els,Moodv’sneveradjustedthescenariostoputgreaterweightonthepossibilitvofa
decline.AccordingtoSiegel,inioo-,“Moodv’spositionwasthattherewasnota . . .
nationalhousingbubble.”
11o
Whentheinitialquantitativeanalvsiswascomplete,theleadanalvstonthedeal
convenedaratingcommitteeofotheranalvstsandmanagerstoassessitanddeter-
mine the overall ratings for the securities.
111
Siegel told the FCIC that qualitative
analvsis was also integral: “One common misperception is that Moodv’s credit rat-
ingsarederivedsolelvfromtheapplicationofamathematicalprocessormodel.This
isnotthecase. . . .Thecreditratingprocessinvolvesmuchmore—mostimportantlv,
the exercise of independent judgment bv members of the rating committee. Ulti-
matelv,ratingsaresubjectiveopinionsthatrefectthemajoritvviewofthecommit-
tee’smembers.”
11i
AsRogerStein,aMoodv’smanagingdirector,noted,“Overall,the
modelhastocontemplateeventsforwhichthereisnodata.”
11:
Afterratingsubprimedealswiththe1ooomodelforvears,inioooMoodv’sintro-
duced a parallel model for rating subprime mortgage–backed securities. Like M:
Prime, the subprime model ran the mortgages through 1,i-o scenarios.
11a
Moodv’s
omcialstoldtheFCICthevrecognizedthatstressscenarioswerenotsumcientlvse-
vere,sothevappliedadditionalweighttothemoststressfulscenario,whichreduced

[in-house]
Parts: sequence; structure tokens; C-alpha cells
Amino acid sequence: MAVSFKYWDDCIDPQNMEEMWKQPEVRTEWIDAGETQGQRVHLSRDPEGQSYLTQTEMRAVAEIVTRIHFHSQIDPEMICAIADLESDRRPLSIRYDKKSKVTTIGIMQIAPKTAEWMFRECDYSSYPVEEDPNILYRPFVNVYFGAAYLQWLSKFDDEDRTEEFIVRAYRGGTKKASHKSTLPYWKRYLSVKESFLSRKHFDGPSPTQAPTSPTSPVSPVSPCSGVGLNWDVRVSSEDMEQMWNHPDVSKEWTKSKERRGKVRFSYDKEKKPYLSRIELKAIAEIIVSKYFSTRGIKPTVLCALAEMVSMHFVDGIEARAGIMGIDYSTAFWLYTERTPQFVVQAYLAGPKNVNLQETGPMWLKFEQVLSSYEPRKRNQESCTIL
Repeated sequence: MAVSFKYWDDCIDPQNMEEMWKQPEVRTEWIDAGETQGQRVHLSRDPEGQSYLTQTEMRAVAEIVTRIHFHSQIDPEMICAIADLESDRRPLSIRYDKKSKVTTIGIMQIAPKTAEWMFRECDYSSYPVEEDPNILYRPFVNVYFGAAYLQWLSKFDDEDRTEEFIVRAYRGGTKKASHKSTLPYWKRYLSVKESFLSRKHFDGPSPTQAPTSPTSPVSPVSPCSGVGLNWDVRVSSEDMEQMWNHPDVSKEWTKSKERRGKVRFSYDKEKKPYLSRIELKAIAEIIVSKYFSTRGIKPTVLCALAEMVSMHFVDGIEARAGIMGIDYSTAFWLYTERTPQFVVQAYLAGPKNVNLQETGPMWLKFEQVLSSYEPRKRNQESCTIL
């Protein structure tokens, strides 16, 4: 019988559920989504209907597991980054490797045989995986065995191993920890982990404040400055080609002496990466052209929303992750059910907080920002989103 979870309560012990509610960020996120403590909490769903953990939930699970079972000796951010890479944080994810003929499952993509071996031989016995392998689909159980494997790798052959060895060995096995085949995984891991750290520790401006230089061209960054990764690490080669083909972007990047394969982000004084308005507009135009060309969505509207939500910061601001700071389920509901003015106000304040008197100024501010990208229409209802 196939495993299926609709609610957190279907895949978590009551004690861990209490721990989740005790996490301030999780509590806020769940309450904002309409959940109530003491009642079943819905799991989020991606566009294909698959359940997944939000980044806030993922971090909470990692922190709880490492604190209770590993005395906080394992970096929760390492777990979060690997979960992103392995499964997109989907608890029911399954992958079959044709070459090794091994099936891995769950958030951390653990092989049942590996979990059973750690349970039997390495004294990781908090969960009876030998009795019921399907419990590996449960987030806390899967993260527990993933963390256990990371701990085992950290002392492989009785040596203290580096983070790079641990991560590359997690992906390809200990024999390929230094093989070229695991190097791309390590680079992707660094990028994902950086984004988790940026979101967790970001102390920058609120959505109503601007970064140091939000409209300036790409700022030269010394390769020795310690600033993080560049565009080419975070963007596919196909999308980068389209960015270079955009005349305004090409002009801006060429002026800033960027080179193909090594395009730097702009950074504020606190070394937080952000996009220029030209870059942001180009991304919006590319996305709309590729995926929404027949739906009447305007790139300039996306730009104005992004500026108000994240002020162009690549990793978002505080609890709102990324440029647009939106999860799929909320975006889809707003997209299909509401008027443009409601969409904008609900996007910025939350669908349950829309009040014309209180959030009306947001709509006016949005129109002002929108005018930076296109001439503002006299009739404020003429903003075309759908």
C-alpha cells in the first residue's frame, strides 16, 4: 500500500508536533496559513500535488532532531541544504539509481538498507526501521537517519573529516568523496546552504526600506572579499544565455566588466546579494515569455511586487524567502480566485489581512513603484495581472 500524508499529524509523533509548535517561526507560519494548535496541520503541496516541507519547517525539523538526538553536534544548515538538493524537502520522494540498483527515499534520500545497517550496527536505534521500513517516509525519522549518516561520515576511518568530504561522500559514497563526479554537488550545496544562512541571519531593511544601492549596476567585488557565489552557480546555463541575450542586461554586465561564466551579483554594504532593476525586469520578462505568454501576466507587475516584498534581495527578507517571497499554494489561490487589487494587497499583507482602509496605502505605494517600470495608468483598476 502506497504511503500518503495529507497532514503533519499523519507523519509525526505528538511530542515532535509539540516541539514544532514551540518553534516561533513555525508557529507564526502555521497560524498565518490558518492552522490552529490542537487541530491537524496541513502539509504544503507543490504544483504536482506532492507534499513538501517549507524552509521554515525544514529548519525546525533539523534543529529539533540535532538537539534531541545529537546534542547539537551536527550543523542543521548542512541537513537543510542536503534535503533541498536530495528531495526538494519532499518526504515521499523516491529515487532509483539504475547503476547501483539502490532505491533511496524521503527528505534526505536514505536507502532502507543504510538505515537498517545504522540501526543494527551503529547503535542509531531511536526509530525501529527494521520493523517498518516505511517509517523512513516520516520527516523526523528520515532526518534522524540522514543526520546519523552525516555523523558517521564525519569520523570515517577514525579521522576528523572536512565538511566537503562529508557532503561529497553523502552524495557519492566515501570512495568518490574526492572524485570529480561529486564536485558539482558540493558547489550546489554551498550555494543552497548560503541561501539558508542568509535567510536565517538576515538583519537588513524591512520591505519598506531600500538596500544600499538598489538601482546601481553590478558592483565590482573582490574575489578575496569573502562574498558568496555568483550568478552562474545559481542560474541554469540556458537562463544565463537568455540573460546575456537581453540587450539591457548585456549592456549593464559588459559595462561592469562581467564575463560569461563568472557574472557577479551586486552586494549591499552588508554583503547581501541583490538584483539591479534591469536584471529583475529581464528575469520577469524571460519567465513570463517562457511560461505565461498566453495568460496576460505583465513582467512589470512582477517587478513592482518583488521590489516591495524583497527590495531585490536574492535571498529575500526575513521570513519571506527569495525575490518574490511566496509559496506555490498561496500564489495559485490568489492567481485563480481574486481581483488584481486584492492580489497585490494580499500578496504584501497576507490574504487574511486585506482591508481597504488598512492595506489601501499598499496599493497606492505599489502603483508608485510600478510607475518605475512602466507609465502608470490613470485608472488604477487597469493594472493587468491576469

the portion of each deal rated triple-A. Stein, who helped develop the subprime
model,saidtheoutputwasmanuallv“calibrated”tobemoreconservativetoensure
predicted losses were consistent with analvsts’ “expert views.” Stein also noted
Moodv’sconcernaboutasuitablvnegativestressscenario;forexample,asonestep,
analvststookthe“singleworstcase”fromtheM:Subprimemodelsimulationsand
multiplieditbvafactorinordertoadddeterioration.
11-
Moodv’sdidnot,however,sumcientlvaccountforthedeterioratingqualitvofthe
loansbeingsecuritized.FonsdescribedthisproblemtotheFCIC:“Isatonthishigh-
levelStructuredCreditcommittee,whichvou’dthinkwouldbedealingwithsuchis-
sues[ofdecliningmortgage-underwritingstandards],andneveroncewasitraisedto
thisgrouporputonouragendathatthedeclineinqualitvthatwasgoingintopools,
theimpactpossiblvonratings,otherthings. . . .Wetalkedaboutevervthingbut,vou
know,theelephantsittingonthetable.”
11o
TorateCMLTIiooo-NCi,oursampledeal,Moodv’sfrstuseditsmodeltosimu-
latelossesinthemortgagepool.Thoseestimates,inturn,determinedhowbigthejun-
iortranchesofthedealwouldhavetobeinordertoprotecttheseniortranchesfrom
losses.Inanalvzingthedeal,theleadanalvstnoteditwassimilartoanotherCitigroup
dealofNewCenturvloansthatMoodv’shadratedearlierandrecommendedthesame
amount.
11¬
Thenthedealwastweakedtoaccountforcertainriskiertvpesofloans,in-
cluding interest-onlv mortgages.
118
For its efforts, Moodv’s was paid an estimated
·io8,ooo.
11o
(S&Palsoratedthisdealandreceived·1:-,ooo.)
1io
As we will describe later, three tranches of this deal would be downgraded less